About MOMOAInformation in English
About the MOGI-HONKE MUSEUM OF ART
Mogi Shichizaemon (1907-2012), the 12th head of the Mogi Honke (main ancestral household line), was interested in art from his youth and collected many works of art over a long period of time. The Mogi-Honke Museum of Art was founded in 2006 to share his art collection with the public so that many people can enjoy these works.
The collection includes approximately 2,900 ukiyo-e prints featuring the series Thirty-six Views of Mount Fuji by Katsushika Hokusai, The Fifty-three Stations of the Tōkaidō Road by Utagawa Hiroshige, as well as ukiyo-e by Kitagawa Utamaro, Tōshūsai Sharaku, Utagawa Kuniyoshi, and others. The collection also covers Japanese paintings by artists such as Yokoyama Taikan, Ogura Yuki and Nakajima Chinami, Western-style paintings by artists including Umehara Ryūzaburō, Wada Eisaku and Kinutani Kōji, sculptures by Takamura Kōun, Hirakushi Denchū and Yabuuchi Satoshi, and ceramic art by Itaya Hazan. The total number of works of art owned by the Museum is approximately 4,300.
In addition to holding several special exhibitions each year, the museum displays around 60 to 70 items as a permanent exhibition. The museum’s architectural design is the work of Hikosaka Yutaka, and the landscape was designed by Ueyama Ryōko, who received the Good Design Award (Architecture and Environment Design Category) in 2002. The Inari shrine of the Mogi Honke is located at the end of the garden.
（main ancestral household line）
The ancestry of the Mogi family can be traced back to the Toki family, who resided in Mino province, and also to the Seiwagenji family. The family’s ancestor Maki Genbanokami Yorinori was a samurai, who served Toyotomi Hideyori. Yorinori committed suicide at the fall of Osaka Castle in the summer of 1615, so his wife Shige carried their little son Heizaburō, and escaped from the Castle. They managed to overcome a series of challenges and finally settled in Noda, in Shimousa province. This little child became the first Shichizaemon of the Mogi family. Shige started brewing miso for a living, and later started brewing soy sauce. As time passed, and the number of branch families increased, many of them worked brewing soy sauce. Noda became known as the town of soy sauce, located near Edo (present day Tokyo), which became its largest consumer.
In 1917, six Mogi families, including the Mogi Honke, the Takanashi family, who started brewing soy sauce even before the Mogi family, and the Horikiri family, who had been producing Kantō-style white sweet sake (mirin) in Nagareyama, formed a coalition to establish the Noda Shoyu Kabushiki Kaisha (Noda Soy Sauce Co., Ltd.), which later became Kikkoman Corporation.
Logo of the Mogi-Honke Museum of Art
The kushigata (comb-shape) logo was one of the trademarks of the Mogi Honke. It is said that the kushigata design was taken from the comb-shaped window of the Kyoto Imperial Palace.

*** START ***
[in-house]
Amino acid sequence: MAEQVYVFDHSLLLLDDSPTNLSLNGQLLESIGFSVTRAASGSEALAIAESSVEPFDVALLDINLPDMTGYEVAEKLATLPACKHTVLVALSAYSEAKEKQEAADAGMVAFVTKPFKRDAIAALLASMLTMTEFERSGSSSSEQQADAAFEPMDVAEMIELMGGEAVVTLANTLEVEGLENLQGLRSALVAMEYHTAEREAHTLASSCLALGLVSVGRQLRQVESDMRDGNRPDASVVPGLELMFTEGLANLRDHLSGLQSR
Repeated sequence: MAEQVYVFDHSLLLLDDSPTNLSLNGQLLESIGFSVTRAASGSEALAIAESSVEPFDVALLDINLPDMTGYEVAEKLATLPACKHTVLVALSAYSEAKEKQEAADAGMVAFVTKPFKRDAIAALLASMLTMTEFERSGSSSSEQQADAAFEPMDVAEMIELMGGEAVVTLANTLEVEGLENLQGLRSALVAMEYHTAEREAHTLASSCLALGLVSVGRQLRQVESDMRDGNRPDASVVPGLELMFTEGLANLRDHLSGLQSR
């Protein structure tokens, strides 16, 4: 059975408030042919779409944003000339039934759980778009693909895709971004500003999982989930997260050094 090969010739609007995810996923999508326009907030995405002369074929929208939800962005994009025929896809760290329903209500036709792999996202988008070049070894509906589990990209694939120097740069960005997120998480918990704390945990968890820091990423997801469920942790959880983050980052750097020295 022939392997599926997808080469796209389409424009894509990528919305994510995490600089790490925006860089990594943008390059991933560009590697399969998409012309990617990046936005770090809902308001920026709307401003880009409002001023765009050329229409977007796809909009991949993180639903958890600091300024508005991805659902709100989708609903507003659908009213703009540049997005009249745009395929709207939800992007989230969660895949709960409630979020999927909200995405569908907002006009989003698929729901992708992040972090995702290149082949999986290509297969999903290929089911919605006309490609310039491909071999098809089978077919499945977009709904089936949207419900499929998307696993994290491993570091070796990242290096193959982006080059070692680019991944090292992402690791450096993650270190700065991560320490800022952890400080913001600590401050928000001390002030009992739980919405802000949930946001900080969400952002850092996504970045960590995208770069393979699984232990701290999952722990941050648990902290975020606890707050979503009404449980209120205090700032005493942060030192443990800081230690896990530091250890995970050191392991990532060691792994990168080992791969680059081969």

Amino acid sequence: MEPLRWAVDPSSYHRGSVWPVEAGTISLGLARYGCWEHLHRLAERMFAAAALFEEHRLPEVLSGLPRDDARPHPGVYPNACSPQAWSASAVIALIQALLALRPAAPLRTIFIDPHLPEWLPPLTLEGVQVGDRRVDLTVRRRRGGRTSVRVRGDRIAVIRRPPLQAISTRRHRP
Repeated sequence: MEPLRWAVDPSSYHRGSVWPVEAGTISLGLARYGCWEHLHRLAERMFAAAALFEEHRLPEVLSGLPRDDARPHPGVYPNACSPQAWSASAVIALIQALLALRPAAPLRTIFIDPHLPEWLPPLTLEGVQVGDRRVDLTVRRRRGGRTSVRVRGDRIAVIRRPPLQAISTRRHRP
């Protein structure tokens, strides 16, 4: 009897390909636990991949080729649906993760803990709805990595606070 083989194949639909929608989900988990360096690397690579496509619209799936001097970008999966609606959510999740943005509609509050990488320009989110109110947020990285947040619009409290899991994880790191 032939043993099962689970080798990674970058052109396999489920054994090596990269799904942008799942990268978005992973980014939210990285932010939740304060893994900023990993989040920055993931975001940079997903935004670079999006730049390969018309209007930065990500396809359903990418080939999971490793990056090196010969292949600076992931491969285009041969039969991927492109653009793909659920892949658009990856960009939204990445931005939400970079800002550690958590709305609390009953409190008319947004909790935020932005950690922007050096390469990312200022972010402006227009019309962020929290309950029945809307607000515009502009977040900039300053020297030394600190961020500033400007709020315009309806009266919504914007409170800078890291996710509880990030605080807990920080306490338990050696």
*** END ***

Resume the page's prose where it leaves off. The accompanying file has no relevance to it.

When the Noda Shoyu Kabushiki Kaisha was established in 1917, each family sold their soy sauce labeled with their own logos. Later on, the company unified its logo to the most popular trademark of Kikkoman (the logo used by Mogi Saheiji Family, a branch family established during the time of Mogi Shichizaemon the Second).
Upon foundation of the Mogi-Honke Museum of Art, Sano Hiroshi of MOS Design Laboratory Inc. arranged the kushigata logo once used by the Mogi Honke into a modern design. Another symbolic logo of the Museum, “MOMOA” is a design of the abbreviation for the Mogi-Honke Museum of Art. The historic logo dating back to the Edo Period used for soy sauce brewed by the Mogi Honke was revived as a logo of the Mogi-Honke Museum of Art and merged with the Museum’s abbreviation, MOMOA. It is a symbol of the Mogi Honke, whose long-valued philosophy is “Onko Chishin - learning from history.”
TOSHUSAI Sharaku,The Actor Sakata Hangorō III
as Fujikawa Mizuemon
KATSUSHIKA Hokusai,Under the Wave off Kanagawa,
from the series Thirty-six Views of Mount Fuji
UTAGAWA Hiroshige,Fireworks at Ryogoku,
from the series One Hundred
Famous Views of Edo
Japanese painting and Western-style painting
YOKOYAMA Taikan,The Sacred Mountain, Mount Fuji
OGURA Yuki,Grapes in an Old Kutani Bowl
- Opening Hours
- 10:00~17:00（admission until 16:00）
- Every Monday and Tuesday
(long-term closure period in summer and winter)
- Adults ：700 yen
Persons with certified disabilities and their attendants：600 yen
Free admission for children attending junior high school or younger.
- As a general rule guests are kindly requested to book in advance, though you are also welcome without a reservation as long as space is available.
Phone for reservations: ＋81-4-7120-1489
- Café MOMOA
- The Cafe MOMOA located in the museum offers tea, coffee, sweets and lunch.
Please book for meals by 10:30 on the day of the visit.
For details, please contact the Mogi-Honke Museum of Art.
- 242, Noda, Noda-shi, Chiba-ken, Japan,278-0037
8-minute walk from Tobu Urban Park Line Nodashi station
8km from the Nagareyama or Kashiwa interchanges
The parking lot can accommodate nine vehicles (free of charge)